"WE are THe World (with words)"

    We are the world
    We are the children
    We are the ones who make a brighter day
    So let's start giving
    There's a choice we're making
    We're saving our own lives
    It's true we'll make a better day
    Just you and me

    Send them your heart
    So they'll know that someone cares
    And their lives will be stronger and free
    As God has shown us by turning stone to bread
    So we all must lend a helping hand
    written by Michael Jackson

    Related Links:

  • In the 80's
  • Culture


  • Uju Fashions, based in Canada

  • *met at myspace on Sunday, June 18th of 2007


  • African Cookbook, from Africa Guide
  • African Food Staples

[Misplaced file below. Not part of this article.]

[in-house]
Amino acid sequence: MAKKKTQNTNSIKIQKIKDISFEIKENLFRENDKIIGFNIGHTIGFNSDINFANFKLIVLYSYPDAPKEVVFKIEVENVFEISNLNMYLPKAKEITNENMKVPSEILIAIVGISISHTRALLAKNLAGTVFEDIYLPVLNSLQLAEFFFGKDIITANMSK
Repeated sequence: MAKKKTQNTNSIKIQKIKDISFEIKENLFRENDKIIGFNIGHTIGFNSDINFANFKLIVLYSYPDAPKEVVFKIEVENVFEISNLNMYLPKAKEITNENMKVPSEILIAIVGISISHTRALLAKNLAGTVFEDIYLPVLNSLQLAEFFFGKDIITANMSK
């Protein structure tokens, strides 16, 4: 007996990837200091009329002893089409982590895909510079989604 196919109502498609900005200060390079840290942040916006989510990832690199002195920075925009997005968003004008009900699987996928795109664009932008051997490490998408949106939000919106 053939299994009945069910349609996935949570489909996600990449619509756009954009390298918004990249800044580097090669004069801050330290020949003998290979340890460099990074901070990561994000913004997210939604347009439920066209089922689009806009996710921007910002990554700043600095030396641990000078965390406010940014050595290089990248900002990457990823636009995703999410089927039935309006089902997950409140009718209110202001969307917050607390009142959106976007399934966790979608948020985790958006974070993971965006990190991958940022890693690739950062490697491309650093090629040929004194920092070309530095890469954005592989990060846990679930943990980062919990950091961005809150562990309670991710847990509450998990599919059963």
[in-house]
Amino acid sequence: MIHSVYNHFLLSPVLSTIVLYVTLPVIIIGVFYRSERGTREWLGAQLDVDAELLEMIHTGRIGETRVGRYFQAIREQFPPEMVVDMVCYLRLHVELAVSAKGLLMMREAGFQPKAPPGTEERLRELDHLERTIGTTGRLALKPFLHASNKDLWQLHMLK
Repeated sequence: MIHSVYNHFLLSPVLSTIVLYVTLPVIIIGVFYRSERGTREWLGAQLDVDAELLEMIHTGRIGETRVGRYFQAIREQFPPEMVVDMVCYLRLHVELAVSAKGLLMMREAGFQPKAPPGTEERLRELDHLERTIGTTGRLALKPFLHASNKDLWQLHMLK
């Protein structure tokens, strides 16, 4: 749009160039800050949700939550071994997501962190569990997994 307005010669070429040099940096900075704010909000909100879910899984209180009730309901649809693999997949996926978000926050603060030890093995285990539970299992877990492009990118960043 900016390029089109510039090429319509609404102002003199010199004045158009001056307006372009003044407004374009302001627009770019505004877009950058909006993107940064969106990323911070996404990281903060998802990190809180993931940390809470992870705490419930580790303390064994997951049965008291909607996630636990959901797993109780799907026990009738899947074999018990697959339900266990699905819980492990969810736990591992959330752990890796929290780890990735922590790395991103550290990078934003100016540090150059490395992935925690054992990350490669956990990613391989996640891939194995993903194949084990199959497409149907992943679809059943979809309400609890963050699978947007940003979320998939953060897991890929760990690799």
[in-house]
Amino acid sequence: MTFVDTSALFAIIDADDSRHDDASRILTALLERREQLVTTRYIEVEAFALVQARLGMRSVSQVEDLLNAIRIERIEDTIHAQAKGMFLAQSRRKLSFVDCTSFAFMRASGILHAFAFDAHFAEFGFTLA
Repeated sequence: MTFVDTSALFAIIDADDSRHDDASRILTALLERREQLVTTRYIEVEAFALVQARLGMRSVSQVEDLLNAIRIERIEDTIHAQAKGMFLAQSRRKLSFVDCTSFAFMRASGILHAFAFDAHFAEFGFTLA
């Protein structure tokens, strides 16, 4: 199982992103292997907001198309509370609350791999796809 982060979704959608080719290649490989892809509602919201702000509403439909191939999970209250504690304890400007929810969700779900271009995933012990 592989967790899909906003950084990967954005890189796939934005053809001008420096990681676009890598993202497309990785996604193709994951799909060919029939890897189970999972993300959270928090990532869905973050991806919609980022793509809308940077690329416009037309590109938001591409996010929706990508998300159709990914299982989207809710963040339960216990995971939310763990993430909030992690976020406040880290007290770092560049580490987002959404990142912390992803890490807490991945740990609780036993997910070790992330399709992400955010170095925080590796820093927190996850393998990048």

• How to have an African Dinner Party, from congocookbook
  • Food of Africa
  • Fufu-The Congo Cookbook

  • *tried this for the first time when my Ghanan housemates made this in 2001
  • plantains-congo cookbook
  • Humanitarian

  • Stand With Africa, from ELCA World Hunger Program
  • Magazines

  • Gospel International Magazine
  • Gospel Today, An African-American Christian lifestyle magazine
  • Maps

  • World Atlas
  • Media

  • African T.V. Network, a new positive perspective of this beautiful continent of close to 1 billion people

  • *I found this site through reading the paper today (Sept 30th of 2005), which is an idea that I said "it's about time". After meeting many int'l students from this continent, I've learned to agree that the western world has "negatively stereotyped" this land/people.


  • African Inland Missions

  • Reach Africa-AIM Ministries.

    "A video showing the missions work done by African Inland Mission International. A very moving presentation.


  • Tears of the Sun, starring Bruce Willis

  • Related Sites: